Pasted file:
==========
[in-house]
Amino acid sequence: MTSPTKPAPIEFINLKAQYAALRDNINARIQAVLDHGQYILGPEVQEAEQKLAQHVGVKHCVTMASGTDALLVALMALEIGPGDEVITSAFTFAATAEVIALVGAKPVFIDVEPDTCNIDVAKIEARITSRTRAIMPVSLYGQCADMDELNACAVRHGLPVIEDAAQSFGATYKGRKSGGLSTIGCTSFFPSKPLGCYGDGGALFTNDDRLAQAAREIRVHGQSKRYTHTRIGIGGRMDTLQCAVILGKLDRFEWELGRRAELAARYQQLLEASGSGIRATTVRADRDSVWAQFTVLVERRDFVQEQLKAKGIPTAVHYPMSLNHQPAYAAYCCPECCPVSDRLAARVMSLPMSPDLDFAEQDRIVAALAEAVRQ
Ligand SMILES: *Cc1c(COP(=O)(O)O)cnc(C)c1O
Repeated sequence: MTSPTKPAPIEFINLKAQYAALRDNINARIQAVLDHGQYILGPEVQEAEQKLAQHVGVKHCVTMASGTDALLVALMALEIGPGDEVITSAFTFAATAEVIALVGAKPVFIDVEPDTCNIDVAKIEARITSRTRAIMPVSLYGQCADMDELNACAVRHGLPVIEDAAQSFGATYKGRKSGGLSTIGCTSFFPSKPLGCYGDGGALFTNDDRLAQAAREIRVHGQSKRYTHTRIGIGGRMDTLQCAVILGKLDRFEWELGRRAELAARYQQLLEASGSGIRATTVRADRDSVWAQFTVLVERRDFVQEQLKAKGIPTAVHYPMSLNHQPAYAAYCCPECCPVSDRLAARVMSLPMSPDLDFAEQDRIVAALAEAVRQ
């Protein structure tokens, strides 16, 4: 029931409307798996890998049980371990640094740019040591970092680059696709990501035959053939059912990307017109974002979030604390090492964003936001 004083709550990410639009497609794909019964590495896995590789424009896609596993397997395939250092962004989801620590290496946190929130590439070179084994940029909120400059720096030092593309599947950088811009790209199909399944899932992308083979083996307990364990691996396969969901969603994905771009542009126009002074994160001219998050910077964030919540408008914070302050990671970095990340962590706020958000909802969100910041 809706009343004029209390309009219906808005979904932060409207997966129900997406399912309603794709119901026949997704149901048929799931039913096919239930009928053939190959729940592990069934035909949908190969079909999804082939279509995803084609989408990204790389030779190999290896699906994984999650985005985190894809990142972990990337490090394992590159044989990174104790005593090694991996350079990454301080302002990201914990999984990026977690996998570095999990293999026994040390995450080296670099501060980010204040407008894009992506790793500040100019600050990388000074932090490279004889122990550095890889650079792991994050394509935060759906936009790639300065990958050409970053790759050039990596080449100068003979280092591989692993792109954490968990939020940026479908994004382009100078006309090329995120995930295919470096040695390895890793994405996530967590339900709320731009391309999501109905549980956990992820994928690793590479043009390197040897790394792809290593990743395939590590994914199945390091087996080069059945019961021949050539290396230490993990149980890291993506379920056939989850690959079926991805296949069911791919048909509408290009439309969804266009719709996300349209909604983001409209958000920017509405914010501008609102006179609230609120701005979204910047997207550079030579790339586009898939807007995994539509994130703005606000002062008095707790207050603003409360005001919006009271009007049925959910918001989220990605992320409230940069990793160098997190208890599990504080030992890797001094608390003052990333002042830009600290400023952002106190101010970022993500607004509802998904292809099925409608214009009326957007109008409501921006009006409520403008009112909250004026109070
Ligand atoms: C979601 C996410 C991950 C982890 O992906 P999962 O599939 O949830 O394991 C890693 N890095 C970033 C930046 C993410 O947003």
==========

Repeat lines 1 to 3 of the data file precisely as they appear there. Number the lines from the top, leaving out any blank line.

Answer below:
[in-house]
Amino acid sequence: MTSPTKPAPIEFINLKAQYAALRDNINARIQAVLDHGQYILGPEVQEAEQKLAQHVGVKHCVTMASGTDALLVALMALEIGPGDEVITSAFTFAATAEVIALVGAKPVFIDVEPDTCNIDVAKIEARITSRTRAIMPVSLYGQCADMDELNACAVRHGLPVIEDAAQSFGATYKGRKSGGLSTIGCTSFFPSKPLGCYGDGGALFTNDDRLAQAAREIRVHGQSKRYTHTRIGIGGRMDTLQCAVILGKLDRFEWELGRRAELAARYQQLLEASGSGIRATTVRADRDSVWAQFTVLVERRDFVQEQLKAKGIPTAVHYPMSLNHQPAYAAYCCPECCPVSDRLAARVMSLPMSPDLDFAEQDRIVAALAEAVRQ
Ligand SMILES: *Cc1c(COP(=O)(O)O)cnc(C)c1O